However for the past few weeks, I have more than ever felt compelled to draw – but this time it’s different.

This time the paper and pencil do not seem to suffice to portray all the turmoil inside of me; this time I do not end with peace, but rather more of this feeling of lost.

This time I am worried about the culture that we are turning into,

I am worried about the senseless beings wandering aimlessly around us,

I am worried that a picture of a singer’s scandal shakes us more than a picture of a massacre of real men and women does.

As I draw, I try my ultimate best to portray pragmatic terms, depicting both the theory and the practice. When these two concepts become conspicuously divergent, my task becomes all the more challenging.

For example, in recent times, political terminology has become over-used and sometimes abused. You hear people speaking of the right to democracy as an abstract term, not identifying the myriad of shades that lie within it.

You hear demands for economic development, as if this is a process ensured through a bunch of policies, forgetting that the individual lies at the very center of it.

I try to draw democracy.

I start with people voting and asserting their rights. And it strikes me that people are being possessed with an overarching ideology that a leader transmits, that they are held by their throats to be able to survive financially, that they have to rebel and kill and watch their children get killed to be heard.

I try to draw a nation, a government, a political order, a land…

And I fail again:  I cannot depict the famine that our Arab world is witnessing, the murder, the torture and at the same time, and simultaneously at the other end, you witness people not showing a single sense of empathy, or even the slightest human concern.

And because I am convinced that drawing is an illustration of my view towards humanity and life, I refuse to draw anything but life in  humanity.

Each time I find myself ending up with a blank paper, and an incomparable anger.

What makes you angry at the world?

What makes you want to spend days and nights working?

What makes want to fight?

Or are you so used to a sense of inferiority that you no longer give it another thought.

You became utterly convinced that you cannot change, and that seeing people die is part of life or of a bigger political game, a natural sacrifice for the fight of power and money.

Our problem is that we lack identity; we lack a sense of belonging not to a land, but rather to humanity.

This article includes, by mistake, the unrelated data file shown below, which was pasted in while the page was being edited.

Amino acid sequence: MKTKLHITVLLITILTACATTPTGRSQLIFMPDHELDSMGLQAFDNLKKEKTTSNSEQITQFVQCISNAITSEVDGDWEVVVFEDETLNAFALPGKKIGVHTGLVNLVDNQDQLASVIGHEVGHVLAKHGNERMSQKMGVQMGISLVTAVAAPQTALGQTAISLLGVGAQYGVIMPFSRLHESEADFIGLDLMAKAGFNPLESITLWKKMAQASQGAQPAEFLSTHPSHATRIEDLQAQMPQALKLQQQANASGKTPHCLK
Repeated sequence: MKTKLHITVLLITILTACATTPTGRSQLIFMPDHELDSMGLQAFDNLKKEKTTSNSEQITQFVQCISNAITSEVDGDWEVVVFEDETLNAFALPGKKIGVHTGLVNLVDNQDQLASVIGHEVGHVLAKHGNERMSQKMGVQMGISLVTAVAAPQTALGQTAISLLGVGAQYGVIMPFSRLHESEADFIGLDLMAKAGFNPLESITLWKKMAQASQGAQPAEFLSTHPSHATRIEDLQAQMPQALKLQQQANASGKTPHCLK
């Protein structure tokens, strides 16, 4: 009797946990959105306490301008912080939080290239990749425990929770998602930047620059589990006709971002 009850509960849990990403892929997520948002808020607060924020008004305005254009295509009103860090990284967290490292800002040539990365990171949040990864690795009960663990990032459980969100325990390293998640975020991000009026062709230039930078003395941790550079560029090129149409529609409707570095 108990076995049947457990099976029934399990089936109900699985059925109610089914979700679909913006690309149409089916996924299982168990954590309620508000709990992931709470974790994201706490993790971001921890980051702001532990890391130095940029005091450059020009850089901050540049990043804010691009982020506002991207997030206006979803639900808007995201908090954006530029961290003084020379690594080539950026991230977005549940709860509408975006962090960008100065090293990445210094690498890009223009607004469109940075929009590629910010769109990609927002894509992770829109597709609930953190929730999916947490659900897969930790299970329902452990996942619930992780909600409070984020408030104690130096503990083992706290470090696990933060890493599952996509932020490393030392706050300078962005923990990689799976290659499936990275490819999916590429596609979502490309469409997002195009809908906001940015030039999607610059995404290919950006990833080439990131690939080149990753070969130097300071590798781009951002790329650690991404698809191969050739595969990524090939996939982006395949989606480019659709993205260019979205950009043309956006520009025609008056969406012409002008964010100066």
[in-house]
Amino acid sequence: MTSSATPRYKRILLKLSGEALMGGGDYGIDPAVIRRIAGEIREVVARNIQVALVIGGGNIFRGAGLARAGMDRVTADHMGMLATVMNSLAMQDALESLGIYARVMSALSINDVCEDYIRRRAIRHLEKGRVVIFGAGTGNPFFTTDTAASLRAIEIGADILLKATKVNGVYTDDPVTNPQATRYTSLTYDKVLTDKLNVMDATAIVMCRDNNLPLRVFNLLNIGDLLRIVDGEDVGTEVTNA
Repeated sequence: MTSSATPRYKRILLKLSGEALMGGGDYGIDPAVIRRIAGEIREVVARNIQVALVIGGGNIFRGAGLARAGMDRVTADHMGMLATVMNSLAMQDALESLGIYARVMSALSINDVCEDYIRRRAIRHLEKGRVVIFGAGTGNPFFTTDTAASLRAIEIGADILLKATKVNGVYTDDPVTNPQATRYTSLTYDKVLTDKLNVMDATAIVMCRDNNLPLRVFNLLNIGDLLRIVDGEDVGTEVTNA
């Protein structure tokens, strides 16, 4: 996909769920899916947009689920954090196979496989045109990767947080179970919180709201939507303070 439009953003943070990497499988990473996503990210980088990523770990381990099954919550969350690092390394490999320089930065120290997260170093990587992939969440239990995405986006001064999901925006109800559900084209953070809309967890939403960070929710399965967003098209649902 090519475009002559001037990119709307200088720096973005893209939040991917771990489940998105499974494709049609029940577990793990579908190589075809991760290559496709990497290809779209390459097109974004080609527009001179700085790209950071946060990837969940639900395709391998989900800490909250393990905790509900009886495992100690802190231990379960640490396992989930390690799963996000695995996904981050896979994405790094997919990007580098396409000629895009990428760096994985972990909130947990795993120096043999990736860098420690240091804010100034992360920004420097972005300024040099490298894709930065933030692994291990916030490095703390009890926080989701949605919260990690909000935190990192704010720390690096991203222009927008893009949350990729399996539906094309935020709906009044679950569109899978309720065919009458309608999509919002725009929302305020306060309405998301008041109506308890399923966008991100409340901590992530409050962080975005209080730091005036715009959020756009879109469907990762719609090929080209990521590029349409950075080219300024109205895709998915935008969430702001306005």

We speak about humanity in abstract terms as if we know what we are talking about. However, we do not belong to it.

We belong to an ideal (or an idea) we set for ourselves from the moment we become aware of our being, and anything besides this ideal is outside our circle of concern.

We are no longer crashed, not even moved, when the countries around us with their people and their dreams are crushed in one missile.

I tried to draw anger.

I looked closely into what really fills people with rage, and I did not find anything worth noting. Every time you turn your eyes away from a brutal picture of adverse events or every time you refuse to hear the news you are turning away on parts of your own humanity.

I try to draw humanity and all I can fathom are skewed parallel lines of millions and millions of individuals that would never meet.

I want to draw a revolution, a revolution from within.

At a point I look at myself and I cannot identify with you anymore, humanity slipped away through a culture that has taught us to ignore and accept.

We forgot how our self leapt for the first time we saw a beggar on the road – that was long ago when we were children, back when we were not contaminated yet.

I will draw.

A million hidden stories on the curves of the lips reaching the threshold of fear and insecurity. These are stories of belonging, of love, of concern, of failure, of sadness.

Together they are the masses of my revolution.

And I will draw sharpness in the eyes, one that made us neglect the fundamentals of this life.

Revolution softens – they will soften.

And I will draw all the contradicting terminologies, all the images of suffering, on the cheeks, stepping on them with anger and rage never seen before, until the cheeks restore the redness that had long faded away into pale identical individuals.

And the mouth will be open. Yelling and screaming against corruption, against fear, against brutality, against silence.

Yelling and screaming until the skin cracks open into star constellations, into dust from the moon, into fire and glow and love, into stars, tiny little stars.

Until the heart says I found home.